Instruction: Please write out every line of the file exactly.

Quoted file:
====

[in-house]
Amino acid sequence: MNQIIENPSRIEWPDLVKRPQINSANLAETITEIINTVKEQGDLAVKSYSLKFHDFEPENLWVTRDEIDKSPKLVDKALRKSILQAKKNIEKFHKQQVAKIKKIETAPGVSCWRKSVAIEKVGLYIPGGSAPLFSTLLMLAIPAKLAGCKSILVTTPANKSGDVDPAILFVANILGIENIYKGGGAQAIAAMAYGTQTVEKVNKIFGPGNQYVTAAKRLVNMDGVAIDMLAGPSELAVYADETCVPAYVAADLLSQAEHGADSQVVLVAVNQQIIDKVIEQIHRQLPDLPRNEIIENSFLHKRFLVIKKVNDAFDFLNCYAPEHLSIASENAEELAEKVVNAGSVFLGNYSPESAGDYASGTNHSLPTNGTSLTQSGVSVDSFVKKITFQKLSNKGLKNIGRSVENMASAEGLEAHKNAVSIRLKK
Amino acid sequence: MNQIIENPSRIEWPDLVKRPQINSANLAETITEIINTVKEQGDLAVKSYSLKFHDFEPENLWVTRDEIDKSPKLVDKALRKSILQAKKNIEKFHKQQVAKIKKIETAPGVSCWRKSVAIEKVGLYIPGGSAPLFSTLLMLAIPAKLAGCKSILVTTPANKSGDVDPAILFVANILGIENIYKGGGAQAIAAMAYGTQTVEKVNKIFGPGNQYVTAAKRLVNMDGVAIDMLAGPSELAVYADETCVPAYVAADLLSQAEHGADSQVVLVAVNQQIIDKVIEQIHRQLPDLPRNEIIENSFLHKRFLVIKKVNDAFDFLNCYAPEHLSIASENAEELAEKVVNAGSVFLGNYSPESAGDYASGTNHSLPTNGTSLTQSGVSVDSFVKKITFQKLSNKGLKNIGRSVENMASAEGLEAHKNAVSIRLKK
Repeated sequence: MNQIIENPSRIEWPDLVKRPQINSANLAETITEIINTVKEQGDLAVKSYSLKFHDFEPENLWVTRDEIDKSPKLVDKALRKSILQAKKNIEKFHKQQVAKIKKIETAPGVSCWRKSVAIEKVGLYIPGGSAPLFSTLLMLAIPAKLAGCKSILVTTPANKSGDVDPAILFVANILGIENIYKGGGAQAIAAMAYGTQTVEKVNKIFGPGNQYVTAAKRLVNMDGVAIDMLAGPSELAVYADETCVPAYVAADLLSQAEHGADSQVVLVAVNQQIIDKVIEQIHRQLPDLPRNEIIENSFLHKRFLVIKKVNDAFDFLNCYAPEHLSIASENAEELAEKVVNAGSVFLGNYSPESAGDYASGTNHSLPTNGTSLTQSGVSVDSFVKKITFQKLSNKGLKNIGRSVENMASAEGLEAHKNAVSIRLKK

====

[in-house]
Amino acid sequence: MNQIIENPSRIEWPDLVKRPQINSANLAETITEIINTVKEQGDLAVKSYSLKFHDFEPENLWVTRDEIDKSPKLVDKALRKSILQAKKNIEKFHKQQVAKIKKIETAPGVSCWRKSVAIEKVGLYIPGGSAPLFSTLLMLAIPAKLAGCKSILVTTPANKSGDVDPAILFVANILGIENIYKGGGAQAIAAMAYGTQTVEKVNKIFGPGNQYVTAAKRLVNMDGVAIDMLAGPSELAVYADETCVPAYVAADLLSQAEHGADSQVVLVAVNQQIIDKVIEQIHRQLPDLPRNEIIENSFLHKRFLVIKKVNDAFDFLNCYAPEHLSIASENAEELAEKVVNAGSVFLGNYSPESAGDYASGTNHSLPTNGTSLTQSGVSVDSFVKKITFQKLSNKGLKNIGRSVENMASAEGLEAHKNAVSIRLKK
Amino acid sequence: MNQIIENPSRIEWPDLVKRPQINSANLAETITEIINTVKEQGDLAVKSYSLKFHDFEPENLWVTRDEIDKSPKLVDKALRKSILQAKKNIEKFHKQQVAKIKKIETAPGVSCWRKSVAIEKVGLYIPGGSAPLFSTLLMLAIPAKLAGCKSILVTTPANKSGDVDPAILFVANILGIENIYKGGGAQAIAAMAYGTQTVEKVNKIFGPGNQYVTAAKRLVNMDGVAIDMLAGPSELAVYADETCVPAYVAADLLSQAEHGADSQVVLVAVNQQIIDKVIEQIHRQLPDLPRNEIIENSFLHKRFLVIKKVNDAFDFLNCYAPEHLSIASENAEELAEKVVNAGSVFLGNYSPESAGDYASGTNHSLPTNGTSLTQSGVSVDSFVKKITFQKLSNKGLKNIGRSVENMASAEGLEAHKNAVSIRLKK
Repeated sequence: MNQIIENPSRIEWPDLVKRPQINSANLAETITEIINTVKEQGDLAVKSYSLKFHDFEPENLWVTRDEIDKSPKLVDKALRKSILQAKKNIEKFHKQQVAKIKKIETAPGVSCWRKSVAIEKVGLYIPGGSAPLFSTLLMLAIPAKLAGCKSILVTTPANKSGDVDPAILFVANILGIENIYKGGGAQAIAAMAYGTQTVEKVNKIFGPGNQYVTAAKRLVNMDGVAIDMLAGPSELAVYADETCVPAYVAADLLSQAEHGADSQVVLVAVNQQIIDKVIEQIHRQLPDLPRNEIIENSFLHKRFLVIKKVNDAFDFLNCYAPEHLSIASENAEELAEKVVNAGSVFLGNYSPESAGDYASGTNHSLPTNGTSLTQSGVSVDSFVKKITFQKLSNKGLKNIGRSVENMASAEGLEAHKNAVSIRLKK